to PBS, NPR, the Endowment for the Arts and Humanities, etc.,
etc., is unthinkable. How could a nation's citizens
appreciate art and enlightenment if the government didn't spend millions of tax dollars promoting these
On the other hand, if the military budget to be sharply
increased without adding to the budget deficit from whence will
offsetting cuts come? The liberal approach has been to let
the deficits run. The debate promises to be noisy and
This curious fact: The U.S. Constitution calls for funding
a Department of War but has nothing to say about spending tax
dollars to entertain the masses. Defenders of the status
quo will argue in support of NEA, et al, because of their
"vast educational programs." Harking back to the
Constitution, where is the mandate for the federal government to
spend tax dollars in overriding the public educational tax
of states, counties, and communities?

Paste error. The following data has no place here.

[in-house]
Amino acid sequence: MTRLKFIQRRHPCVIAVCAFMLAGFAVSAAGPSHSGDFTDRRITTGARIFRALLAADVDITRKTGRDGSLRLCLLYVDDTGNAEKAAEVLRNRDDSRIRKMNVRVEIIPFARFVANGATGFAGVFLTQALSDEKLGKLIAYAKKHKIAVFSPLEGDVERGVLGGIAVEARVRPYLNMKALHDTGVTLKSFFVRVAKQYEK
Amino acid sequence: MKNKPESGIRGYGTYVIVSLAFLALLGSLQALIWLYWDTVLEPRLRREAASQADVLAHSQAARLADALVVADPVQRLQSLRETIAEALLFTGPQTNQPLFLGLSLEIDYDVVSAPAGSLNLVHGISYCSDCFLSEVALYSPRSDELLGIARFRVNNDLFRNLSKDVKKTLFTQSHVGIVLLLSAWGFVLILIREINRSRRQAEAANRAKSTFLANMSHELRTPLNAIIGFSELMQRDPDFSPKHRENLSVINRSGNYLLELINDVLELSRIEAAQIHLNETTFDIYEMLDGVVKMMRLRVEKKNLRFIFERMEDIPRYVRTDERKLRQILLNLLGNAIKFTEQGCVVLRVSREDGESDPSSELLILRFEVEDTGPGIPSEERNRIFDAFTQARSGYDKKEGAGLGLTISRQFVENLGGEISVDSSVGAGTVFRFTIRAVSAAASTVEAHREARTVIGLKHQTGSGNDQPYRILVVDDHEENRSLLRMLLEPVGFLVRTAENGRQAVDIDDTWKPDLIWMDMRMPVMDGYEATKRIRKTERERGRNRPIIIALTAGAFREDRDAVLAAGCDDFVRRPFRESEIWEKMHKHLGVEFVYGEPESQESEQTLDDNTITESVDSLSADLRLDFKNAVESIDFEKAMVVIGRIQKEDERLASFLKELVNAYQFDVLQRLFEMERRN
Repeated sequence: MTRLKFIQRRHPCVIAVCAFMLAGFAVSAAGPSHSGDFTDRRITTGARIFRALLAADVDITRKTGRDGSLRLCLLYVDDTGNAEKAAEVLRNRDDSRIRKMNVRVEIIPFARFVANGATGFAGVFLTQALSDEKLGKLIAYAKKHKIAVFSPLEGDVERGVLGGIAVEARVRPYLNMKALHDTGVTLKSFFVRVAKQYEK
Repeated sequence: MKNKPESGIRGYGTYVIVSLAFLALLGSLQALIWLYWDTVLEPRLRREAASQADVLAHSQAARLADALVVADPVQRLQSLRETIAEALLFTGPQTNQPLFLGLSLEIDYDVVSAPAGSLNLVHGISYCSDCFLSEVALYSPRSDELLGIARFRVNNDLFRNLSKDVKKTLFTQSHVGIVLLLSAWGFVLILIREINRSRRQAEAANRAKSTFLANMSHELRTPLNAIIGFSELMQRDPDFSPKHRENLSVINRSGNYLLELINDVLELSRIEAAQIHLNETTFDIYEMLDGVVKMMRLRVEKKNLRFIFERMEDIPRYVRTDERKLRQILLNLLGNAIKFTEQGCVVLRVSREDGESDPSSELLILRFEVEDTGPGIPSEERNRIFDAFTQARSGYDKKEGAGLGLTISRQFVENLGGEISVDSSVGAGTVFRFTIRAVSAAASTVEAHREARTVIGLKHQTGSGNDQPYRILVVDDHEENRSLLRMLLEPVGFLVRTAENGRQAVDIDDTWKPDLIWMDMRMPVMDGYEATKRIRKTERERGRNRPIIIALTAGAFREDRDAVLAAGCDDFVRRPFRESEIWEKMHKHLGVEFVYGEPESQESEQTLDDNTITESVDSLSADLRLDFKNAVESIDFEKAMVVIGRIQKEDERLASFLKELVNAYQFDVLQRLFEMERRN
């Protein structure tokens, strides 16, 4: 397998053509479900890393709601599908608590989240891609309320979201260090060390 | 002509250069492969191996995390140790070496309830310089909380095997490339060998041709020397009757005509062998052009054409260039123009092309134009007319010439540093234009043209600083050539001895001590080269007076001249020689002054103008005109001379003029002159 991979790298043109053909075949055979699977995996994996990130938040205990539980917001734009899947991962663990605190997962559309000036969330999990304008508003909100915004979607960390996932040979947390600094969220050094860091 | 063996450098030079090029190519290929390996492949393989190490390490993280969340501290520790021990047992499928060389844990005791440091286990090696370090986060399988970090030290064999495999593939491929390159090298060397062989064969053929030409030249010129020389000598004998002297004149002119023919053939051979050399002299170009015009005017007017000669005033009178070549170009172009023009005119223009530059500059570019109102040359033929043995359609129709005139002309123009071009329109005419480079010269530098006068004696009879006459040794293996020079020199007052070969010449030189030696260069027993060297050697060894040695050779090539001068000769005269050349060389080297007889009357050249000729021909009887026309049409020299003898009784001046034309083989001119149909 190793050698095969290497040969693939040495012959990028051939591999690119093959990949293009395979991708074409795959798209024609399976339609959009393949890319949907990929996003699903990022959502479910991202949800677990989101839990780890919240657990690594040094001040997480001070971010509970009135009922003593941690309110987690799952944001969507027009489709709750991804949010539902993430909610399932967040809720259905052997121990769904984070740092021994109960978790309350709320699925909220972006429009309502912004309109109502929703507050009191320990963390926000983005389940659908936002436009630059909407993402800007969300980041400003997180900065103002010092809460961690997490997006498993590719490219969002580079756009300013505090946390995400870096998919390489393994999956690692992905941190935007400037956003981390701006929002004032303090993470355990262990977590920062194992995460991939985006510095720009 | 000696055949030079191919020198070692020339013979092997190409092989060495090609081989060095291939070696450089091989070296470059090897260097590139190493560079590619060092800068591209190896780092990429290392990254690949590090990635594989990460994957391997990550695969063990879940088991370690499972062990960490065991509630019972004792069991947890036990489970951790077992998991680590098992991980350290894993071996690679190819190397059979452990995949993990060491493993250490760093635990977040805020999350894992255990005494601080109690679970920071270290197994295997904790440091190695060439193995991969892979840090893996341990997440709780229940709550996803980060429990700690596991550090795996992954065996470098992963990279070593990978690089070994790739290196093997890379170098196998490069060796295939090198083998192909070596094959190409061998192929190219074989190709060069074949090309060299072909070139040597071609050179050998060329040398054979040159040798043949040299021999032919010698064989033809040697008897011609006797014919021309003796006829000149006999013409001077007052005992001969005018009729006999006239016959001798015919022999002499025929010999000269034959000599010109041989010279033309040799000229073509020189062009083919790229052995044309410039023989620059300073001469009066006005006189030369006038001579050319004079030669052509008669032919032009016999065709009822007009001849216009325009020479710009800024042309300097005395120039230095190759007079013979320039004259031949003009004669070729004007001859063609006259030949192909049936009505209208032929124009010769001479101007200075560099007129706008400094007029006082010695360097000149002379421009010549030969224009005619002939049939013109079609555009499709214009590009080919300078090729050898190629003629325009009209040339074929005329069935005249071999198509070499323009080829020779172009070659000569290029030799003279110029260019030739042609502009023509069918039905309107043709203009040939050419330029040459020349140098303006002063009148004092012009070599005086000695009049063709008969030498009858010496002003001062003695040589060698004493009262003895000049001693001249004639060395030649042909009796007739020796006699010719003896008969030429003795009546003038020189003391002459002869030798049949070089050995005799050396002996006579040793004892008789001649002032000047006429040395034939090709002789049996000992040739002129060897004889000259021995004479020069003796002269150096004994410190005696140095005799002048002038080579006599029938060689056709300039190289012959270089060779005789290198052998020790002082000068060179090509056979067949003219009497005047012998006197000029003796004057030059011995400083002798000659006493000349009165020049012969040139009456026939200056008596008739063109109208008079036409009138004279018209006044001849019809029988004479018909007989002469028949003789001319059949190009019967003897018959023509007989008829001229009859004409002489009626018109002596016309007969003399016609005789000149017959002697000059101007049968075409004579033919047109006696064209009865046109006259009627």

We await the furor with interest.
WILL IRRITATE THE ANTI-GOLD CROWD.
an overwhelming 56-13 margin, the Idaho House of
Representatives today voted to end all Idaho taxation on
precious metals, e.g. gold and silver coins and bars.
"Bill sponsor Representative Mike Moyle (R) and the entire
Republican caucus voted for the measure. If the
Republican-controlled Idaho Senate follows suit and Governor Butch
Otter (R) signs the bill, Idaho citizens will better be
able to use gold and silver as a form of savings which protects
against ongoing devaluation of America’s currency." Zero
One of these days this issue will wind up before the U.S. Supreme
Court, although decide if gold is
"money" is something jurists have avoided for a long
time. The hypocrisy of claiming a gold U.S. Eagle is